Cody Faulk (he/him): The piece I most vividly recall is Runesael Flynn’s sketch of the sun’s rays literally slicing through a copse of trees. Even in black and white, that one resonated with me a great deal for some reason, so much so that it practically screamed the need for it to be something meaningful enough that characters could interact with it more than just in passing. That meant it needed some sort of mechanics around it. The idea ultimately became Razorshine, a phenomenon of Decay that warps the sun’s rays into scathing beams that cut apart whatever they touch. Even though the sun is an incredibly important source of Hope in the Broken World, savvy survivors learn that even the welcome sight of the rising sun can destroy them if they can’t stave off the horrors of Decay.

Jessica Marcrum (she/her): It’s so hard to pick just one. I absolutely adore the rat dragon, though [by Sam Manley]. As soon as I saw that little creature, I absolutely had to stat it up. I love adorable monstrous beings, and the rat dragon is wonderfully pesky. I’m very much looking forward to seeing some of the locations I created come to life.  

Question 3

Between bold new character Classes, nightmarish Decayed Monsters, new mechanics, and more, Broken Weave is bursting with creative ideas. What’s the one thing you’re most proud of contributing to the book, and why are you excited for players and GMs to experience it?

Alex Clippinger (he/him): Definitely resting rules and downtime! I think making a system without on-demand healing magic made us emphasise the importance of rest and recovery from a character perspective, and then gave us a lot of room to consider Havens as places where you’re going to spend a lot of time. I had an opportunity to do a lot of cool system stuff to 5E, but I think downtime and rest is where players will make a lot of broad choices about who their characters are; what their priorities are, what they value, and what kind of community they want to encourage in the Broken World.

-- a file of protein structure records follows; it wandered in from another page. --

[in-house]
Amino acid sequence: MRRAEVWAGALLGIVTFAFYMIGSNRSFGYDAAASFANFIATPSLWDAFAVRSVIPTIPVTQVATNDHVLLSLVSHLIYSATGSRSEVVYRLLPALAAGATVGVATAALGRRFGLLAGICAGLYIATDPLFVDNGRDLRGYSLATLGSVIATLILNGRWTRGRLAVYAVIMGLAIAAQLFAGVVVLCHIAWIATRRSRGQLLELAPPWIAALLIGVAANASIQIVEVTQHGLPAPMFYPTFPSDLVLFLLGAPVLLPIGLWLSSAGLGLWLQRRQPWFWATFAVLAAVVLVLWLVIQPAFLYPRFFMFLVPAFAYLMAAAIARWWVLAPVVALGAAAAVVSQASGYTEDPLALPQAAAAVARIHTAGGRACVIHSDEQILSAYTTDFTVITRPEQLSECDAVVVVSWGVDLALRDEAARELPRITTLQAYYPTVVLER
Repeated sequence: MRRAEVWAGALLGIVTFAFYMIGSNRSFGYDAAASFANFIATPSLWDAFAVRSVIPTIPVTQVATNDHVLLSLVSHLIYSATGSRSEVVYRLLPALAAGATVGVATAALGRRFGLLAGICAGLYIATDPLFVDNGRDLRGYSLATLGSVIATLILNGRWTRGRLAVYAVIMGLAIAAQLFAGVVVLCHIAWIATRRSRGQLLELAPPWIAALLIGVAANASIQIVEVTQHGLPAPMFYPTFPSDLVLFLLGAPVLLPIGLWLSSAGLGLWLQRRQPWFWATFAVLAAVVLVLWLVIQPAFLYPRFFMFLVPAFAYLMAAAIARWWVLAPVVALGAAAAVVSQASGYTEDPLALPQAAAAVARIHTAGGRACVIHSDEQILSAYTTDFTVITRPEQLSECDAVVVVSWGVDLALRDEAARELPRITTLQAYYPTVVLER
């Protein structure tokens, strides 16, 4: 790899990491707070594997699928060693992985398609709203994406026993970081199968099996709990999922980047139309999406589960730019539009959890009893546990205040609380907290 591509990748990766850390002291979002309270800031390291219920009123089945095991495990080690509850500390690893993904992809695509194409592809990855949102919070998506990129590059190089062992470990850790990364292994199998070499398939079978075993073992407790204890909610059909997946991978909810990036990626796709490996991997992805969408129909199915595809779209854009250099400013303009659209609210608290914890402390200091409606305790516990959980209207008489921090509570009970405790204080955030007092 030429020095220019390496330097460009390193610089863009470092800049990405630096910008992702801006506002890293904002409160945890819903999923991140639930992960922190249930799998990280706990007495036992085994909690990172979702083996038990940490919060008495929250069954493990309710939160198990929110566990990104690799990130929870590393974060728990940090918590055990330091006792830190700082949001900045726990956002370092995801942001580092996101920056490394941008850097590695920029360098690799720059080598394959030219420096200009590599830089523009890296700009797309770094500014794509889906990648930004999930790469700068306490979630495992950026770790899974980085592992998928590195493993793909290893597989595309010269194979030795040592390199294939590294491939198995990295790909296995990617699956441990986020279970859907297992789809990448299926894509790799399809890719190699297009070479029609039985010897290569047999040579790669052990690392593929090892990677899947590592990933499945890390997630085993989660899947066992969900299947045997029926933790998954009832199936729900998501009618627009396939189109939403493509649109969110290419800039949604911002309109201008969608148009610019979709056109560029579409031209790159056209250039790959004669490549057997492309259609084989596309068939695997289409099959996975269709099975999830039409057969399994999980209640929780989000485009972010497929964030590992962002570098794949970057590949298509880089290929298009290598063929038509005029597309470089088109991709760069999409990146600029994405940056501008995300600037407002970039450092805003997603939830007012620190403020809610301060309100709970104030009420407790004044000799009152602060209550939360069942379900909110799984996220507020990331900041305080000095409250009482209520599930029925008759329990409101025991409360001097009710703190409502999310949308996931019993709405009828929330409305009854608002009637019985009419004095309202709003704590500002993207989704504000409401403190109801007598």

Cody Faulk (he/him): It’s hard to pick one thing, so I’ll pick two. While Decay wasn’t my idea, I did most of the writing about what it is and how it functions. We knew it was scary, but we didn’t really know how until we got into it. I could talk for hours about what it represents philosophically in the setting, but in short: it’s nothing good. It’s reality rotting in place because it doesn’t realise it’s already dead.

And as horrific as that is, we couldn’t leave Decay unopposed, so that led to creating Hope to give survivors a means and a reason to keep trying. I think we did an awesome job informing the setting, tone, and themes of Broken Weave through the mechanical and narrative interplay between Hope and Decay.

But deep down, I really just want everyone to see the Harrowed in all their “stare not into the abyss” glory and think they’re as cool as I do.

V.J. Harris (they/he): God it’s so hard to choose one thing! I got to make some lineages which is my bread and butter but also worked on some really cool subclasses but I think I’ll have to settle on Life Path. Working to come up with so many choices so that players could feel like the sky was the limit was really a test of my creative capabilities, especially since I’d never worked on anything like it before. I think the possibilities laid out are going to be a boon to new and old players. 

KC Shi (she/her): I enjoyed the challenge of fleshing out the setting of the Broken World, Where Everything is Broken. The moon? Broke it. The economy? Broke it. The fundamental nature of space, time, and causality? Screw it, let’s smash that to bits too. It was the worldbuilding equivalent of being a bull in a china shop, and I think that feeling is core to the appeal of any post-apocalyptic setting. But the “post” half of “post-apocalyptic” is really where the setting’s focus lies, and I found it just as satisfying to pick through the pieces and build a new mosaic out of all these shattered tropes and story elements. When players start making their own versions of the Broken World, I hope they indulge in those twin creative joys. For better or worse, anything can be broken, and anything can be made out of what remains.


The Broken Weave Kickstarter is in its final few days on Kickstarter. It’s fully funded and with a wealth of Stretch Goals unlocked, so be sure to check it out.

- The Cubicle 7 Team